If that second quote is meant to refer to Canada’s last decade of Reform-a-Tory Conservative government, I don’t know that I’d characterize it as enduringly “classically liberal”

        I mean, yes, they tore furiously at many of the areas of government that aim to do good – environmental protection, financial regulation, anything resembling rehabilitation of prisoners, science, demographic analysis, protection of human rights, etc. So limited government, sort of.

        Except that they also weren’t that big on the civil rights thing that I understand to be part of “classical liberalism” – it doesn’t go very well with the “tough on crime” thing. They worked hard to invent lots of new crimes to be tough on, and to increase the invasiveness of government at its most maximal – the incarceration of humans – in terms of percentage of the population so invaded, duration of invasion, and intensity of invasiveness.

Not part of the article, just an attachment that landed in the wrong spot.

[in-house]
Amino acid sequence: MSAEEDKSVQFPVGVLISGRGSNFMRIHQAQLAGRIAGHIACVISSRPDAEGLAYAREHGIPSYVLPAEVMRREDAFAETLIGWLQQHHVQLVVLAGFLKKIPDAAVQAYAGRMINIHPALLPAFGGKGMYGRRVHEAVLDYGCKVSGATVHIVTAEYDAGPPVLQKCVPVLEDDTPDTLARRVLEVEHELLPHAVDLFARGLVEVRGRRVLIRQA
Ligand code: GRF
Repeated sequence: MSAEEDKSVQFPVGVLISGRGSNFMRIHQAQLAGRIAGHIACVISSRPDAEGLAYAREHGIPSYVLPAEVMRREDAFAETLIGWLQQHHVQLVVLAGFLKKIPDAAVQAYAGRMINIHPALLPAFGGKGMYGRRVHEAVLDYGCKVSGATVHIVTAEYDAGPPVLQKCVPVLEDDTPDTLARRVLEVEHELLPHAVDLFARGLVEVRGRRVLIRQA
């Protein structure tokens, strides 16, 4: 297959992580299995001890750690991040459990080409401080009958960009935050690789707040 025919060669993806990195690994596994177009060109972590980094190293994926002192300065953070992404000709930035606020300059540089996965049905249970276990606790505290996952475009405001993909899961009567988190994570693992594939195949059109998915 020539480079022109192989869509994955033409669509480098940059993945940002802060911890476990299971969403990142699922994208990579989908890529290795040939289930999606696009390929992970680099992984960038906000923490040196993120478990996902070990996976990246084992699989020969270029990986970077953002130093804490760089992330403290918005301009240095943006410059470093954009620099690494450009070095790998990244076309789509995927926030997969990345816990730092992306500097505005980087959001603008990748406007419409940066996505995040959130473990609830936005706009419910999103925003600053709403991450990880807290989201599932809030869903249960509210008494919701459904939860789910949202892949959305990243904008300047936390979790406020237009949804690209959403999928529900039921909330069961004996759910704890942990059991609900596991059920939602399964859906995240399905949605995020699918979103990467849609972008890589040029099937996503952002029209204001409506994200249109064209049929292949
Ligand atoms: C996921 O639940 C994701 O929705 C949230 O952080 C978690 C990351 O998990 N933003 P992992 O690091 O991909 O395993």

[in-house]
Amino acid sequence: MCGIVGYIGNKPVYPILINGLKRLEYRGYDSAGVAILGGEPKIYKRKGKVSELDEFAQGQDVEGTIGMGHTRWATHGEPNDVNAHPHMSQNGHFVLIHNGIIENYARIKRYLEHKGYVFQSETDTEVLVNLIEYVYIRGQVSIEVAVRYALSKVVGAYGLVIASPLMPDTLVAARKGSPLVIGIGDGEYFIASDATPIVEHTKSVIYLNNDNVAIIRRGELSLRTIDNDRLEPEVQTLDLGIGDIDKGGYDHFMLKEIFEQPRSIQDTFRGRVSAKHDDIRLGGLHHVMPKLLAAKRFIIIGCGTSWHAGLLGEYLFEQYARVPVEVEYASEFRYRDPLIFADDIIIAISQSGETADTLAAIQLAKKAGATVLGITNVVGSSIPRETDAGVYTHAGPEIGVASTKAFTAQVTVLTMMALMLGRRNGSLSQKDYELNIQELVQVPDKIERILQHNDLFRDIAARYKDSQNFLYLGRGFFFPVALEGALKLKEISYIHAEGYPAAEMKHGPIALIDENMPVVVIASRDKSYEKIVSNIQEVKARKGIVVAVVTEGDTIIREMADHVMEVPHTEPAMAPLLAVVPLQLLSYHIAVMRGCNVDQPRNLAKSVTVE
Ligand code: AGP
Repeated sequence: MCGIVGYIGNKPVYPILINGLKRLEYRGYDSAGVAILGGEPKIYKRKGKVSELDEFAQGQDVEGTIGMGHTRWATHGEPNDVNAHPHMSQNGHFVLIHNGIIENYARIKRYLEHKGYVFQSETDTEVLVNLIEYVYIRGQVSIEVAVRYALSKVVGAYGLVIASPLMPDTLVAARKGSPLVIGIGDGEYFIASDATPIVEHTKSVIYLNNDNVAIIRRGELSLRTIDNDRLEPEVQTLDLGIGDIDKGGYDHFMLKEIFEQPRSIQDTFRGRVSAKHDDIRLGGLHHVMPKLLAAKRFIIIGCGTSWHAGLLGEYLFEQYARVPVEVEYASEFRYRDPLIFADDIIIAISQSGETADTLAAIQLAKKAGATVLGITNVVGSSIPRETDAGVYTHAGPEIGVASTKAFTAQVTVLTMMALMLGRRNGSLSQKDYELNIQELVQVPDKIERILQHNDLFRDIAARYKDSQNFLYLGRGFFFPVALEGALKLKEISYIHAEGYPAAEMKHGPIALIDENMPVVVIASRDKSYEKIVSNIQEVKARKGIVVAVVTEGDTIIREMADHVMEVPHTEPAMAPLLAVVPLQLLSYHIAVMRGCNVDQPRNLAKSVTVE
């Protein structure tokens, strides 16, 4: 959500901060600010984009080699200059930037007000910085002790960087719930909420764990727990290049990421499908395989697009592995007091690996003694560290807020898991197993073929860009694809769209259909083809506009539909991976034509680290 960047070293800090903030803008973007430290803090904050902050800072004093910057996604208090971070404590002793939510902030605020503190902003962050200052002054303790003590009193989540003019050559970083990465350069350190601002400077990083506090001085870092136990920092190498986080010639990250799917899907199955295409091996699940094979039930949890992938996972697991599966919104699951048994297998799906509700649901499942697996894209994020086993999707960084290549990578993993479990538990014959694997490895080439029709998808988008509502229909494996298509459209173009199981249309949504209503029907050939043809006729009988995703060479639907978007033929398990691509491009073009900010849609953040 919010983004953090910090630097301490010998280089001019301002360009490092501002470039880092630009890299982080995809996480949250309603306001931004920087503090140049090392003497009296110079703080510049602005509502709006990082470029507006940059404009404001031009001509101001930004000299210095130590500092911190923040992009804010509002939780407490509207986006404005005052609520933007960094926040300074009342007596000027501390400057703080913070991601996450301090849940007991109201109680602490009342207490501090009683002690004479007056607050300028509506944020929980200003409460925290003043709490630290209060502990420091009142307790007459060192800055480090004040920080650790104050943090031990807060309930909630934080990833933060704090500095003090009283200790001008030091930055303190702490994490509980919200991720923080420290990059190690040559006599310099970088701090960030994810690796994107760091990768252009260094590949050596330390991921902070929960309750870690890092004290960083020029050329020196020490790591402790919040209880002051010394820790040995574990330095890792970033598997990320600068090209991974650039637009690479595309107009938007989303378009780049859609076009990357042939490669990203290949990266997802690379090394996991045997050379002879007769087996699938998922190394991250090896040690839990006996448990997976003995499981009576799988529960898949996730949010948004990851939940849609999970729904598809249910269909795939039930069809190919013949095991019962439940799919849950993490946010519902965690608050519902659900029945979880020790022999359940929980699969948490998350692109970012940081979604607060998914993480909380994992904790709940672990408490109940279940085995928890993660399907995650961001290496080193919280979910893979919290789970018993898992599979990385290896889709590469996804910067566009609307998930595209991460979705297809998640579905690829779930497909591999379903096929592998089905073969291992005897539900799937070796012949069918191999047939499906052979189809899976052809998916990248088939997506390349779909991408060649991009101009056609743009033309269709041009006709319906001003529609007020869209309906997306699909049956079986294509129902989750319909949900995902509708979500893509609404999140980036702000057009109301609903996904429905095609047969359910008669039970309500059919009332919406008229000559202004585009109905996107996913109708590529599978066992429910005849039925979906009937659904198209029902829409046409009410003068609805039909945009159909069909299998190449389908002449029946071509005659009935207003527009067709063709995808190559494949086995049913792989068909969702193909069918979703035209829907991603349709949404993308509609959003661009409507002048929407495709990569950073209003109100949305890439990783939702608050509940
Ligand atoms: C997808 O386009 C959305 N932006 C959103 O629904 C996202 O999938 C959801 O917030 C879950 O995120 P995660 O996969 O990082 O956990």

And they bent branches of government that weren’t meant for the purpose, into tools of invasiveness – notably the PMO directing the revenue agency to target its audits toward NGOs whose political directions were opposed to Conservative party priorities.Report

  4. Avatar fuster says:

    Trump’s candidacy will simply blow away like the fart in a wind storm that it isReport

  5. Avatar miguel cervantes says:

    well seeing as political forecasting has proven William Goldman right ‘no one knows nothing’, I doubt he will fade away, our own would be Silvio is typical of a time, when a leader has used the constitution as a scouring pad, rewriting law by diktat, capitulating to the Persians, to the priests of Moloch et al,Report

  6. Avatar miguel cervantes says:

    as opposed to which publication, hold such a sterling record, Carlos Slim’s organ grinders, the baby Voxers,
    Bezo’s spread sheet, how about the Sinaloa Chamber of Commerce newsletter, (The Times, Vox, Washington Post and Rolling Stone,) in that orderReport